Aki Ra's Landmine Museum
The Aki Ra museum, often simply called the Cambodian Landmine Museum, provides a jarring counterpoint to the ancient Khmer glories on display at Angkor Wat by showcasing the more recent horrors of Cambodia's political and social upheavals. This museum, founded by Aki Ra, a former Khmer Rouge child soldier, provides a clear and compelling account of this troubled time, and the appalling legacy of landmines and unexploded ordinance that are still a blight on the lives of Cambodian people today. Despite ongoing efforts to find and defuse these sleeping weapons, it is estimated that less than half have been cleared. Aki Ra himself deactivated over 50,000 of them, many on his own initiative. The museum contains hundreds of these landmines, and many other weapons, and provides a useful service by teaching visitors and locals how to recognise these devices and what to do should they encounter them. The museum exists to tell Aki Ra's facinating story, and to gain exposure for the Cambodian struggle with landmines, but it is also home to a number of children adopted by Aki Ra, who are all victims either of landmines, disease or simply poverty.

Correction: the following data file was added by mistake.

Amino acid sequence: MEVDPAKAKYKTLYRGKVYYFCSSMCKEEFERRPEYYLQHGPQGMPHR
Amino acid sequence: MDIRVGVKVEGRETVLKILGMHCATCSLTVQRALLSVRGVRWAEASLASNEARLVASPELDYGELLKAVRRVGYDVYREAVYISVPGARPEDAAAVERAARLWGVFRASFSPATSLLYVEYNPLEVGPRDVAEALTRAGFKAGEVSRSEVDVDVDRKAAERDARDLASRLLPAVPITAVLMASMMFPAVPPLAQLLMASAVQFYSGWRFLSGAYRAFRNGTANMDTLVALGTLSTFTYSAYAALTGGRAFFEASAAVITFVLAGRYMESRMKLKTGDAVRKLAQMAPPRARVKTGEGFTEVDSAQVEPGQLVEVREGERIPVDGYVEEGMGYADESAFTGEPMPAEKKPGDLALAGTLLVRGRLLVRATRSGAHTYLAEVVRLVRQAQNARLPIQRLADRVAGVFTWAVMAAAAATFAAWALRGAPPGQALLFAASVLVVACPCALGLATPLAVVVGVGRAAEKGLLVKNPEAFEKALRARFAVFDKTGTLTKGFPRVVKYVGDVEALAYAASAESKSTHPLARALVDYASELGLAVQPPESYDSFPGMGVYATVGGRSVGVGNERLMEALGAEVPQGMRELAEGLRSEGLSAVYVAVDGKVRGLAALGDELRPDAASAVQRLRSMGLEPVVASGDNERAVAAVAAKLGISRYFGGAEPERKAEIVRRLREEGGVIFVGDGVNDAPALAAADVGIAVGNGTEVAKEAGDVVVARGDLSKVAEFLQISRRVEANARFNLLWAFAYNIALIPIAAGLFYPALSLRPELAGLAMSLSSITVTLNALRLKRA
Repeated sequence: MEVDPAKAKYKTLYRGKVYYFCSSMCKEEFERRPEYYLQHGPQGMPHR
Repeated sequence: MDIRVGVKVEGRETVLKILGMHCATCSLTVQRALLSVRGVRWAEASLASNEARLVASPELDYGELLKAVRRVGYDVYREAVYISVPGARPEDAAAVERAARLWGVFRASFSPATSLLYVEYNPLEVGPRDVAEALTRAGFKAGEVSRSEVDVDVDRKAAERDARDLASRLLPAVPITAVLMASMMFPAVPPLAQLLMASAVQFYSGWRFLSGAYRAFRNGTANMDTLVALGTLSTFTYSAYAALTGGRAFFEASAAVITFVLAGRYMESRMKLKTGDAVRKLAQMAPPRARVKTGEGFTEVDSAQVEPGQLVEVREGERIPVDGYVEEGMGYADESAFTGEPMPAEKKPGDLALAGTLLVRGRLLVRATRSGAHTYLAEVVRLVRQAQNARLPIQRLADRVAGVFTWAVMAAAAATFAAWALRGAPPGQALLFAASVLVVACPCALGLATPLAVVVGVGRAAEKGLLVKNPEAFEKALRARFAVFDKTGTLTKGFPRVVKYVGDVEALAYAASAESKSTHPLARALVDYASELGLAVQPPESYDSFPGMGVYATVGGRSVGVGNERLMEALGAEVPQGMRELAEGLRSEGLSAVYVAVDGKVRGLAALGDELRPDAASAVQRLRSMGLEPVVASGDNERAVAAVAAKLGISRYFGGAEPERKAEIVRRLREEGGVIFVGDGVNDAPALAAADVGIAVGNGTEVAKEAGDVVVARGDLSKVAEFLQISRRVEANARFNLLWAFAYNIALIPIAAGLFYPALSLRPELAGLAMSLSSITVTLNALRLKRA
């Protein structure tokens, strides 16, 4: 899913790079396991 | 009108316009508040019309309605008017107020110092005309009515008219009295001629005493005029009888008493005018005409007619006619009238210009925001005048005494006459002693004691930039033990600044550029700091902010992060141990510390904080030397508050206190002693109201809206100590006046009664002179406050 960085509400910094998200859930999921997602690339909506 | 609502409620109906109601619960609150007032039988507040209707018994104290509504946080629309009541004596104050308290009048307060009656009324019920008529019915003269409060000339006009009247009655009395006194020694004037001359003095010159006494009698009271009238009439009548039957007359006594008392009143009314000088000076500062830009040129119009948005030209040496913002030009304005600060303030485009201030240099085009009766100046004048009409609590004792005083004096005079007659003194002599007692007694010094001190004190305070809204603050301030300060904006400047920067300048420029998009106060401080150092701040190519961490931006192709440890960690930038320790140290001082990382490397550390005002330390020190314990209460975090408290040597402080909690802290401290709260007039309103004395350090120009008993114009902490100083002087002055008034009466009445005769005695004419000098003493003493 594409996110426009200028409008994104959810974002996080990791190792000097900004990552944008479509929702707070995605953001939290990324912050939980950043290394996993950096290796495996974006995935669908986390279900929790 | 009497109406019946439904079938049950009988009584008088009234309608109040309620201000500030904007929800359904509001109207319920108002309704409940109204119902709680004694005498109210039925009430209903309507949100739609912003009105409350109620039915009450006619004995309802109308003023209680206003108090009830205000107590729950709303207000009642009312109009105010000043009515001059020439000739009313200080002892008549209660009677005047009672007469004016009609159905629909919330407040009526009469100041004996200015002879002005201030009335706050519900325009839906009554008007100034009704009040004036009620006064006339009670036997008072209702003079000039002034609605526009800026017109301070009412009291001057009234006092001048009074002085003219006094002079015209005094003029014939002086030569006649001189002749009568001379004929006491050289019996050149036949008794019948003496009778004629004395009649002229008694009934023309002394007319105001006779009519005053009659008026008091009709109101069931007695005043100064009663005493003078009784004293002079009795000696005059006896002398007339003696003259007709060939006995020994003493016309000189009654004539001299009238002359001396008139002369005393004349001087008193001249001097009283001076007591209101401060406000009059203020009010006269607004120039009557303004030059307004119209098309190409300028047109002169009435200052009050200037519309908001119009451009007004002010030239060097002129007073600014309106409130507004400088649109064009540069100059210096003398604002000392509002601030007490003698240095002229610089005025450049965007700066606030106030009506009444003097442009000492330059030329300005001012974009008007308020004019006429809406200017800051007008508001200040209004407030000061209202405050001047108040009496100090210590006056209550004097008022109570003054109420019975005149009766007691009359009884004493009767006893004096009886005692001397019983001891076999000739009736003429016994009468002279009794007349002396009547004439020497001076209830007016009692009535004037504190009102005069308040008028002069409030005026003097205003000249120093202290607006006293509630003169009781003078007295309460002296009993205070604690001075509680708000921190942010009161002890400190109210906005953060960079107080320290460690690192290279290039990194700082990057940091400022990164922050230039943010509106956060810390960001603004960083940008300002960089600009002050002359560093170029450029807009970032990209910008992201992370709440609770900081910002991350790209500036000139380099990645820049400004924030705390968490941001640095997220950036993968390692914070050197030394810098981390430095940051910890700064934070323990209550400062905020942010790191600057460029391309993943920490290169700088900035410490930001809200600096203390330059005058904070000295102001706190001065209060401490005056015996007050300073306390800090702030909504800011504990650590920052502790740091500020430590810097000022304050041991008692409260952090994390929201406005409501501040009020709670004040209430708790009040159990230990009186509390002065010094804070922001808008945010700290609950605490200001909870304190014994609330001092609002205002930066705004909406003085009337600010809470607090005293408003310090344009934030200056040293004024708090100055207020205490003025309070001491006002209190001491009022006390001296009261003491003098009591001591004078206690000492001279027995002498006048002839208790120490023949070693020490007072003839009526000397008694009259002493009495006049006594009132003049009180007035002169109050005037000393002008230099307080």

Address: Located 4 miles (6km) south of Banteay Srey Temple, within the Angkor Wat Archaeological Park
Telephone: (0)15 674 163
Transport: The museum is a 30 minute tuk-tuk ride from downtown Siem Reap.
Opening times: The museum is open every day from 7.30am to 5.30pm.
Admission: Donation of $1 per person